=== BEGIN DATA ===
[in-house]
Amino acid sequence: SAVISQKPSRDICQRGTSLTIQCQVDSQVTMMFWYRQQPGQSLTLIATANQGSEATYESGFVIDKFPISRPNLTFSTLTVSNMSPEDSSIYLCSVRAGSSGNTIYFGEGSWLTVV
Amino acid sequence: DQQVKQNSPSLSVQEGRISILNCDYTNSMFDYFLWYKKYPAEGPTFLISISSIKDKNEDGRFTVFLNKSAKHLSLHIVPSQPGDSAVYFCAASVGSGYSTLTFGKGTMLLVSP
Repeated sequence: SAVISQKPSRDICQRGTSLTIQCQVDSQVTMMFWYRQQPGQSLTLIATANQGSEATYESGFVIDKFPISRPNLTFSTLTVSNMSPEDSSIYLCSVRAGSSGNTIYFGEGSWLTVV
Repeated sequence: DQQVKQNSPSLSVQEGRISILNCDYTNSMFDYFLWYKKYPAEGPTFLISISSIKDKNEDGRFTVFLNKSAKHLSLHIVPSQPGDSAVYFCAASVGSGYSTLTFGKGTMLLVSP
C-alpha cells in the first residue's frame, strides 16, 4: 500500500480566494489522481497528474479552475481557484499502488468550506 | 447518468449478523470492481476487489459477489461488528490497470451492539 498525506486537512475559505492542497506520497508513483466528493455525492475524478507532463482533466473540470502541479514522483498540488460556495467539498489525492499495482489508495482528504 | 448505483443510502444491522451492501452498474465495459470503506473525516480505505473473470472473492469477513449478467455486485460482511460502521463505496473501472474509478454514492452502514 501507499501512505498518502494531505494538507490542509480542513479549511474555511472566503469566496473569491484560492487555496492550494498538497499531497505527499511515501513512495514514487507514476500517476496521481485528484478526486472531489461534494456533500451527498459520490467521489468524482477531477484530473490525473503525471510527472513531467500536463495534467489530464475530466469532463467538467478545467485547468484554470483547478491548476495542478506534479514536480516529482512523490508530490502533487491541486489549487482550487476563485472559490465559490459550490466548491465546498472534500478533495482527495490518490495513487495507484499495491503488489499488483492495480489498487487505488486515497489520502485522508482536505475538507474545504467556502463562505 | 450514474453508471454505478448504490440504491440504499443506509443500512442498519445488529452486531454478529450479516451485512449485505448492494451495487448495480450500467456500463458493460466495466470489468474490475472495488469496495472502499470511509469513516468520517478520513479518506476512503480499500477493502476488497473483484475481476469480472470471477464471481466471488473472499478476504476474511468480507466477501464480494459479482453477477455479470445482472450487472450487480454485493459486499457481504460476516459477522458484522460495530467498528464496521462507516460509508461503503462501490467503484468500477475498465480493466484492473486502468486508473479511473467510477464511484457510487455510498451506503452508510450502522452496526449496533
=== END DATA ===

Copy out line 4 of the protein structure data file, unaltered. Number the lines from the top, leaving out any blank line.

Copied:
Repeated sequence: SAVISQKPSRDICQRGTSLTIQCQVDSQVTMMFWYRQQPGQSLTLIATANQGSEATYESGFVIDKFPISRPNLTFSTLTVSNMSPEDSSIYLCSVRAGSSGNTIYFGEGSWLTVV